The rise (and likely fall) of the chief digital officer

By Adam Cranfield

The number of chief digital officers, or CDOs, is doubling every year, but in just five years the role could disappear altogether.

That's the prediction of Deloitte Digital, who have recently published an interesting and engaging report, The Rise of the Chief Digital Officer.

In the report's foreword, Mike Brinker, global head of Deloitte Digital, identifies three types of CDO, based on attending a summit of 50 top CDOs in Silicon Valley:

  1. Ex-agency: traditional interactive marketing leaders that view digital as "digital marketing" and engagement with the customer.

  2. Digital transformation strategists: Change agents chartered with the reinvention of their organisations.

  3. Technologists: Those who view digital primarily from an enterprise perspective - most often reporting to the chief information officer.

Brinker says the ex-agency/marketing CDOs mainly worked for consumer packaged goods companies, while the transformative CDOs were primarily from media, tech and retail (where business models are being disrupted most), and the technologist CDOs clustered around heavy industries like manufacturing, energy and pharma.

Deloitte Digital define “digital” like this:

"Digital represents the channels end users must be able to access to facilitate transactions and interactions that are beautiful, efficient and superior in experience, leveraging a combination of mobile, social, analytics, cloud and emerging exponentials (eg sensing, artificial intelligence, drones and crypto currencies). Anytime. Anywhere. Any device."

Next come some big stats, including the fact that "in the last 2 years, we’ve seen 9 times more data created than in the entire history of humanity" and that "1 billion digital natives will join the workforce in the next 7 years."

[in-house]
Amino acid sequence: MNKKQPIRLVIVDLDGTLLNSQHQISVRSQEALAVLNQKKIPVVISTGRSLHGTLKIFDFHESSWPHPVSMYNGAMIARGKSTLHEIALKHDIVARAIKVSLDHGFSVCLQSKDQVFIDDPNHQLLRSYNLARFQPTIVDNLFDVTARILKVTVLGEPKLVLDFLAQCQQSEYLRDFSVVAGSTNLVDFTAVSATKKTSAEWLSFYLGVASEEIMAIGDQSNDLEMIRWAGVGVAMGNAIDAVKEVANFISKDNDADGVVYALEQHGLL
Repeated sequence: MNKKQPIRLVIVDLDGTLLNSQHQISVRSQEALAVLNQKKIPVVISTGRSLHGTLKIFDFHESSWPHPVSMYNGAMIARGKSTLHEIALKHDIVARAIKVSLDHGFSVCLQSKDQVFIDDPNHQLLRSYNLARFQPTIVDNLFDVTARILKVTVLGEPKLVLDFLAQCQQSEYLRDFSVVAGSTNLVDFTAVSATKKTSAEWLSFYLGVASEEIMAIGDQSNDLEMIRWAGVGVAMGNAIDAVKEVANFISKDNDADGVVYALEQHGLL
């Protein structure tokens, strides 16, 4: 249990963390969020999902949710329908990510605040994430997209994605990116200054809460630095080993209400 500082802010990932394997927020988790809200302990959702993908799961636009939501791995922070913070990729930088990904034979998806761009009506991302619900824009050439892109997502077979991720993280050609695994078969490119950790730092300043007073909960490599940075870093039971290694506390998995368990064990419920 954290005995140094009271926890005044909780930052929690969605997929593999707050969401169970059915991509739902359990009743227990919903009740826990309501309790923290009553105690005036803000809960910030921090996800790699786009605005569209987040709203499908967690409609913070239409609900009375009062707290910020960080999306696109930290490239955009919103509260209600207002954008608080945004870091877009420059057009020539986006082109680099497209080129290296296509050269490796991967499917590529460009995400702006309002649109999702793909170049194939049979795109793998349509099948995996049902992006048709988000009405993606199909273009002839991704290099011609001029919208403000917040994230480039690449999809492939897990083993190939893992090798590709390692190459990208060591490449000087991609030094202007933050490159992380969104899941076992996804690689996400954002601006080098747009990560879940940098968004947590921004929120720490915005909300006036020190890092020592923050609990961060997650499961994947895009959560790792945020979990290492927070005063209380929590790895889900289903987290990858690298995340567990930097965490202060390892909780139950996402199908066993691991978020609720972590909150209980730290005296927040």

According to data from the CDO Club, cited in the report, the number of CDOs has doubled every year since the first CDO was appointed in 2005. There are now over 1000 chief digital officers.

Are we heading for peak CDO?

Report author, Peter Hughes, who leads delivery and operations for Deloitte Digital Canada, describes how digital strategy is fast becoming corporate strategy. "No longer just another tool in the marketing toolbox, digital is becoming the foundation of entirely new ways of doing business as well as giving rise to entirely new businesses."

But while we can expect to see more and more CDOs appointed over the next few years, Hughes goes on to predict that we will hit peak CDO, after which the role will start to become redundant and will in fact completely disappear by 2020, as corporate strategy - the responsibility of the CEO - becomes indistinguishable from digital strategy.

Hughes says: "For many industries, digital will become so infused with the business that it will make no more sense to have a separate leader and separate team than it does now to have a Chief Email Officer. This temporary title inflation will soon be followed with a title deflation that sees the digital team become a non-strategic operations group managing content, platforms and apps. Even more provocative is the notion that the CDO will be the presumptive heir to the CEO throne as digital business becomes more prominent and complex."